His client base comprised companies in the global Computer and Telecommunication sectors which underwent major restructuring in the aftermath of the Year 2000 debacle (Millennium Bug). The fallout caused many major companies which served these sectors to shrink or even cease their operations. The minnows, e.g. David Jefferies Associates, were forced to accept their fate and shut up shop. In the aftermath he lost his family home and has experienced life on the edge of society: homelessness, poverty, the benefit system and the provisions of the state retirement system.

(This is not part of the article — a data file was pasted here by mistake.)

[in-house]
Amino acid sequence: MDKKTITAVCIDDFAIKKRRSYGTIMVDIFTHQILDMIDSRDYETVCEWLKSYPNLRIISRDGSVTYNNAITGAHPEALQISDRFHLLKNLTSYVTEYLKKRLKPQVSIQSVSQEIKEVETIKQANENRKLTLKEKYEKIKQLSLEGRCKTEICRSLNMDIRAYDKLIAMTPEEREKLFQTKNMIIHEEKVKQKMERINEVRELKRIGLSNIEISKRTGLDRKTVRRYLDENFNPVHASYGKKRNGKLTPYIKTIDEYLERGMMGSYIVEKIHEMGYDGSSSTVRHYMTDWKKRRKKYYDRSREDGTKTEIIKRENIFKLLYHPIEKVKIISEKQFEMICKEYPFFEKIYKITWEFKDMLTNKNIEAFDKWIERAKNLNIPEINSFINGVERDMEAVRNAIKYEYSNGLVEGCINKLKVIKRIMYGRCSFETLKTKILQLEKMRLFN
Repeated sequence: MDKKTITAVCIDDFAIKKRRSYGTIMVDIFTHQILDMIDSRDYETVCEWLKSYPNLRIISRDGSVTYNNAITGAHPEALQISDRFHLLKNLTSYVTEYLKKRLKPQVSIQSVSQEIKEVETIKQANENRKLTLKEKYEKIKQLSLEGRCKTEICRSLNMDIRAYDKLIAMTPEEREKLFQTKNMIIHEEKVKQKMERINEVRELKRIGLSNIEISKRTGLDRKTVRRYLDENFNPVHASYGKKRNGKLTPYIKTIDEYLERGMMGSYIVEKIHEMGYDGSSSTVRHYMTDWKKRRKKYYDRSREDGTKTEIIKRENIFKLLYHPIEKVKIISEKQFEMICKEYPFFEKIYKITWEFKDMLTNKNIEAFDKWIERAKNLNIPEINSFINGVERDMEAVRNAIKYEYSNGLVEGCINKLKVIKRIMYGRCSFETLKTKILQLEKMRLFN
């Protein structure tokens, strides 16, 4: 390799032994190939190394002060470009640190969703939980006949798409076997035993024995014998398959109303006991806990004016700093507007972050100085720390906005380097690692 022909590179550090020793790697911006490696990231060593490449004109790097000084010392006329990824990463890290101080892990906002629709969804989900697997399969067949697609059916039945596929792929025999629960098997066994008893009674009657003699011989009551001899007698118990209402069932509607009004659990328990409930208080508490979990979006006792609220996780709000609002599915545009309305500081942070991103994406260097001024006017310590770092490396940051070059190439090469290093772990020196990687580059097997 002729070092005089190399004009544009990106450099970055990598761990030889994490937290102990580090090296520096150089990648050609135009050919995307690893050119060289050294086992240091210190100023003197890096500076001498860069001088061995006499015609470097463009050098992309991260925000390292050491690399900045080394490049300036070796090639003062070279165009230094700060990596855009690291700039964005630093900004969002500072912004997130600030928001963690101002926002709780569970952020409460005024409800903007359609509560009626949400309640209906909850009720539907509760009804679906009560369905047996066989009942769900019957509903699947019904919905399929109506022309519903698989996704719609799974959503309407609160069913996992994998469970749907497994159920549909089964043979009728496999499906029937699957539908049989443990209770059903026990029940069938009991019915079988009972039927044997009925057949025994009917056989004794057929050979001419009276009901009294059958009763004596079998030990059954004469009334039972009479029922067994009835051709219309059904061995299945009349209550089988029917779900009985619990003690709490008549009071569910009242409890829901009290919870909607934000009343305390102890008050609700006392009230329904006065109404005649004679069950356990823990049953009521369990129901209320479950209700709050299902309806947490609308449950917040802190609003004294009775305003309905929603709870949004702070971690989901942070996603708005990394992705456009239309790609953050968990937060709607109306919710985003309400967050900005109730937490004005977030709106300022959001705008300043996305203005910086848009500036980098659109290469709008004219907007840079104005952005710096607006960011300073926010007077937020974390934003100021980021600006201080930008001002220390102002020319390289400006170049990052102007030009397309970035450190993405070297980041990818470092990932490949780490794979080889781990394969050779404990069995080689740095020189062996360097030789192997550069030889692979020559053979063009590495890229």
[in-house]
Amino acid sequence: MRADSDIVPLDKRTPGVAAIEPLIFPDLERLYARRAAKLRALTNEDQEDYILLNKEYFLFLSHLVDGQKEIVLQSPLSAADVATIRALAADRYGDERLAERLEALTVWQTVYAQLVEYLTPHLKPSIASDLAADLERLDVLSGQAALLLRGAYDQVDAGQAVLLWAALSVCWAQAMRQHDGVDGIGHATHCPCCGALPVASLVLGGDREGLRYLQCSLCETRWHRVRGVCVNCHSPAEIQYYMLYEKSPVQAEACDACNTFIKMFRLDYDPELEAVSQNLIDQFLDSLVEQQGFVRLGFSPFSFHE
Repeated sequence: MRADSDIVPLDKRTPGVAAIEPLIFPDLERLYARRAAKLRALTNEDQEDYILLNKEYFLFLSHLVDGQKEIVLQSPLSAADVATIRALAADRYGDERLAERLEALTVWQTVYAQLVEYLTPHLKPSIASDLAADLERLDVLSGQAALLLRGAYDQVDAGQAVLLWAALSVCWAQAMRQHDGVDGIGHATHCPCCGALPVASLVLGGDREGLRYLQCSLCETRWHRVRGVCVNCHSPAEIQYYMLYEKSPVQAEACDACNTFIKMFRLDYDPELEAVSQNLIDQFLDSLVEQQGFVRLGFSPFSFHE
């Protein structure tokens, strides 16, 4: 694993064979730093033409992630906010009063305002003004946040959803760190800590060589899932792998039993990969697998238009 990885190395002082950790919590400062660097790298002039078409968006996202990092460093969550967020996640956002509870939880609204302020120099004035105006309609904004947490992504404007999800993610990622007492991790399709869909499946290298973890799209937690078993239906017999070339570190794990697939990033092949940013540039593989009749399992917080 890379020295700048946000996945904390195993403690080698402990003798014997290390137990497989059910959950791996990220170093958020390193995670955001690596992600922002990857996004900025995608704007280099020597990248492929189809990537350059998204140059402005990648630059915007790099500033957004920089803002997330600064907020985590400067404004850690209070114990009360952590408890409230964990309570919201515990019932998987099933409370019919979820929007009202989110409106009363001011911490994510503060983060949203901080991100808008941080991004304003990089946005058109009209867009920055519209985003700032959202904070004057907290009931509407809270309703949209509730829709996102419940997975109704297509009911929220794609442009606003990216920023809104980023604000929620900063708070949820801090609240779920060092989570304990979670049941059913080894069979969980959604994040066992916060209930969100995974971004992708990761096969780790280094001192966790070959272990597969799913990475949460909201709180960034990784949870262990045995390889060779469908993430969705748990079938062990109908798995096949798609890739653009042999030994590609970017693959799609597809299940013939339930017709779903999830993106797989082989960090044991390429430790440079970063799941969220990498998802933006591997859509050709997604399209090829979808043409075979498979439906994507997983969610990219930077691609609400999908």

Unable to merely accept a do nothing retirement, he started a third career in 2007 when he commenced a course in Counselling and Psychotherapy at Bucks New University, High Wycombe. So far he has gained his Certificate and, but for the ill health and recent bereavement of a close member of his family, he would have completed his Diploma which he intends to restart in September 2011. His success in business management and in his associated consulting assignments is based on his in-built interest in people, their welfare and how they can work together for the greater good.